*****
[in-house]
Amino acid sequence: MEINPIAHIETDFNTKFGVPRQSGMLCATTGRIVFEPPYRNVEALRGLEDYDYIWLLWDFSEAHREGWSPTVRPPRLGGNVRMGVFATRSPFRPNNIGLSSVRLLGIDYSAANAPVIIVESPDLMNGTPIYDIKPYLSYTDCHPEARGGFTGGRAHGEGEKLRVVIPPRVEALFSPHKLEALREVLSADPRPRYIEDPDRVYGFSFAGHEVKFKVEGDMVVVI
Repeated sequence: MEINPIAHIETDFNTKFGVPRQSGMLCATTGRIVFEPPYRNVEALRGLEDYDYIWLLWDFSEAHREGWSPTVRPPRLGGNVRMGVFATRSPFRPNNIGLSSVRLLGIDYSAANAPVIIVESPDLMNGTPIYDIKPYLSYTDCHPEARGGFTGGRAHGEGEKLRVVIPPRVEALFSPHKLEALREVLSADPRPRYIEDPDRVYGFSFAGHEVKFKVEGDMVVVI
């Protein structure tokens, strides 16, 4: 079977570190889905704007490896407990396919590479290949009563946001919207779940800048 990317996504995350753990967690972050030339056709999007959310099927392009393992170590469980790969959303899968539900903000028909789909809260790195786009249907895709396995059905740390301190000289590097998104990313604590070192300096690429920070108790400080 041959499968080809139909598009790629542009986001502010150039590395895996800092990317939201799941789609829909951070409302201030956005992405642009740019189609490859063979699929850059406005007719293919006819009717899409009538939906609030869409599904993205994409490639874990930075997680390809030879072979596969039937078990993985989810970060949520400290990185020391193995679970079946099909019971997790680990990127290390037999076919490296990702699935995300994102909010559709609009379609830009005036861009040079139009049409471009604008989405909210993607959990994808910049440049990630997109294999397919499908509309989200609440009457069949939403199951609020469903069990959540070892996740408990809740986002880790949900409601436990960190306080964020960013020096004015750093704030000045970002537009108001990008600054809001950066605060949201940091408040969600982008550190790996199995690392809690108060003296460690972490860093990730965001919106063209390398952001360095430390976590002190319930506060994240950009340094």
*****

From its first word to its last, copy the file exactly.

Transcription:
[in-house]
Amino acid sequence: MEINPIAHIETDFNTKFGVPRQSGMLCATTGRIVFEPPYRNVEALRGLEDYDYIWLLWDFSEAHREGWSPTVRPPRLGGNVRMGVFATRSPFRPNNIGLSSVRLLGIDYSAANAPVIIVESPDLMNGTPIYDIKPYLSYTDCHPEARGGFTGGRAHGEGEKLRVVIPPRVEALFSPHKLEALREVLSADPRPRYIEDPDRVYGFSFAGHEVKFKVEGDMVVVI
Repeated sequence: MEINPIAHIETDFNTKFGVPRQSGMLCATTGRIVFEPPYRNVEALRGLEDYDYIWLLWDFSEAHREGWSPTVRPPRLGGNVRMGVFATRSPFRPNNIGLSSVRLLGIDYSAANAPVIIVESPDLMNGTPIYDIKPYLSYTDCHPEARGGFTGGRAHGEGEKLRVVIPPRVEALFSPHKLEALREVLSADPRPRYIEDPDRVYGFSFAGHEVKFKVEGDMVVVI
């Protein structure tokens, strides 16, 4: 079977570190889905704007490896407990396919590479290949009563946001919207779940800048 990317996504995350753990967690972050030339056709999007959310099927392009393992170590469980790969959303899968539900903000028909789909809260790195786009249907895709396995059905740390301190000289590097998104990313604590070192300096690429920070108790400080 041959499968080809139909598009790629542009986001502010150039590395895996800092990317939201799941789609829909951070409302201030956005992405642009740019189609490859063979699929850059406005007719293919006819009717899409009538939906609030869409599904993205994409490639874990930075997680390809030879072979596969039937078990993985989810970060949520400290990185020391193995679970079946099909019971997790680990990127290390037999076919490296990702699935995300994102909010559709609009379609830009005036861009040079139009049409471009604008989405909210993607959990994808910049440049990630997109294999397919499908509309989200609440009457069949939403199951609020469903069990959540070892996740408990809740986002880790949900409601436990960190306080964020960013020096004015750093704030000045970002537009108001990008600054809001950066605060949201940091408040969600982008550190790996199995690392809690108060003296460690972490860093990730965001919106063209390398952001360095430390976590002190319930506060994240950009340094």